Advocating for Accessible Technology
February 09, 2016
Haben Girma B.A. ’10
Last July, in honor of the 25th anniversary of the Americans With Disabilities Act, Haben Girma introduced President Barack Obama and Vice President Joe Biden at a White House ceremony. With her characteristic charm, she shared a personal story:
“In 2010, I entered Harvard Law School as its first deaf-blind student,” she said. “Harvard didn’t know exactly how a deaf-blind student would succeed, and honestly, I didn’t know how I would survive Harvard. Without having all the answers, we pioneered our way using assistive technology and high expectations.”
That wasn’t Haben’s first trip to Washington as a disability rights advocate; in 2013, she was honored as a White House Champion of Change. She has also discussed accessibility and advocacy issues at Google headquarters in Mountain View, California, and in a TEDx talk in Baltimore, Maryland. Recently, the BBC honored her as an unsung hero in its Women of Africa series for her work to dismantle digital barriers for people with disabilities around the world.
Haben’s journey began in 1988, when she was born deaf-blind in Oakland, California. Unlike her older brother, who was also born deaf-blind but in the African country of Eritrea, she was guaranteed an education by federal law. Haben was educated alongside her public school peers. She learned Braille, and, with a very slight amount of high-frequency hearing, she learned to speak. Her education took off.
By the time she applied to Lewis & Clark, her drive and determination clearly set her apart. She received a full four-year Barbara Hirschi Neely Scholarship, the highest merit award offered to select first-year students.
Student Support Services helped her navigate the maze of information needed to excel academically. Richard Peck, her advisor in international affairs, offered guidance. And Deborah Heath and Linda Angst, her mentors in the sociology and anthropology department, provided inspiration. She graduated magna cum laude with a degree in sociology/anthropology.
“Ultimately, we’re all social beings,” she says. “Understanding people’s stories and motivations makes me a better lawyer.”
Initially, the most challenging part of Haben’s college experience was mealtime at Bon Appétit. She couldn’t see the menu and couldn’t hear it being read to her. Eventually, after requesting a “reasonable accommodation” under the ADA, she began receiving menus via email three times a day. Haben accessed the information in digital Braille through a screen reader.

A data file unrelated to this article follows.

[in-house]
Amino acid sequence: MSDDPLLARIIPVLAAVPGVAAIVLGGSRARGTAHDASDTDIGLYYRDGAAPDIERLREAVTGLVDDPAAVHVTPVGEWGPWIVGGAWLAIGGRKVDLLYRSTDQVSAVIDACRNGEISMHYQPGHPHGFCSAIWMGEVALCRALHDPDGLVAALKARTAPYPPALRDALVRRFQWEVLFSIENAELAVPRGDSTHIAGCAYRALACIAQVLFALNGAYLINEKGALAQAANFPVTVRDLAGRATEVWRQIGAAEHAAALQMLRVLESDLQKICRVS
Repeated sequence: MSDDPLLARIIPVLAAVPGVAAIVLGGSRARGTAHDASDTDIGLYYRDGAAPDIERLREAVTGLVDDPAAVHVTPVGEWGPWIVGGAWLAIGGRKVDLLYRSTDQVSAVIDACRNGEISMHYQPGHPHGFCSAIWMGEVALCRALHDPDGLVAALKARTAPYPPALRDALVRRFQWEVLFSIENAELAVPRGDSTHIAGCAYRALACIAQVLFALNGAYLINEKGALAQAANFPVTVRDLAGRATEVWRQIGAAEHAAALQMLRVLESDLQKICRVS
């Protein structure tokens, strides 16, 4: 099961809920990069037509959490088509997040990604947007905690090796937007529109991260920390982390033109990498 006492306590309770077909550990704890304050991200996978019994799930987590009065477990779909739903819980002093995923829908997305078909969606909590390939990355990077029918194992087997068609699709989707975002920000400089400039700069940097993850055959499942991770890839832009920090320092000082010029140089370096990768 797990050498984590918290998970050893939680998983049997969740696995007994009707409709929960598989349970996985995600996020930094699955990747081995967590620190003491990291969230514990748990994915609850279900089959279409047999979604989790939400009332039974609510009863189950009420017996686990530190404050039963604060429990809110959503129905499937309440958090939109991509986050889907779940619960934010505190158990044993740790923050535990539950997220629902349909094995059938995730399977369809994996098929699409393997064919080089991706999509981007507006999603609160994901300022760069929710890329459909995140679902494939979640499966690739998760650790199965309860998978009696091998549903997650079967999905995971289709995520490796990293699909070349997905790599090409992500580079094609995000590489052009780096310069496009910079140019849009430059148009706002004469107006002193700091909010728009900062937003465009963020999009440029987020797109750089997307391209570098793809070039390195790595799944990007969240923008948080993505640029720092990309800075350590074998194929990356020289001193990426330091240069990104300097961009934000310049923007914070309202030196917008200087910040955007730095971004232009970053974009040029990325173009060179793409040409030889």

“I can remember how happy I was knowing when chocolate cake was on the menu,” she says. “That small but important victory convinced me to become a public service lawyer.”
Before heading to Harvard, Haben reached out to lawyers in the deaf and blind communities for advice: What alternative communication techniques worked in law school? What’s the best way to get textbooks and conduct online research? Their advice was invaluable.
In the two years since she earned her law degree, Haben has found her stride working as a lawyer with Disability Rights Advocates, a nonprofit in Berkeley, California. It provides free legal representation to people with disabilities whose civil rights have been violated. Haben’s current work focuses on increasing access to technology for people with disabilities and ending what she calls their “information famine.”
“I’m particularly proud of a recent groundbreaking settlement we reached with Scribd, a digital library and social publishing giant based in San Francisco,” she says. After the court ruled that the ADA covers Internet-based businesses, Scribd agreed to make its digital content and website compatible with screen-access software for the blind. That software allows the content of websites, applications, and documents to be read aloud or displayed in Braille on a connected device.
When she’s not working, Haben loves the thrill of tandem surfing and connecting with people through dance, including a semester as a member of Harvard’s Ballroom Dance Society. She learned both skills through tactile and kinesthetic cues, through the language of touch.
“Ultimately, my message is that people living with disabilities want to participate in the mainstream,” she says. “We should move toward a more inclusive world, one in which it’s no longer a big deal for a deaf-blind person to go to law school—or achieve any dream.”
—by Pattie Pace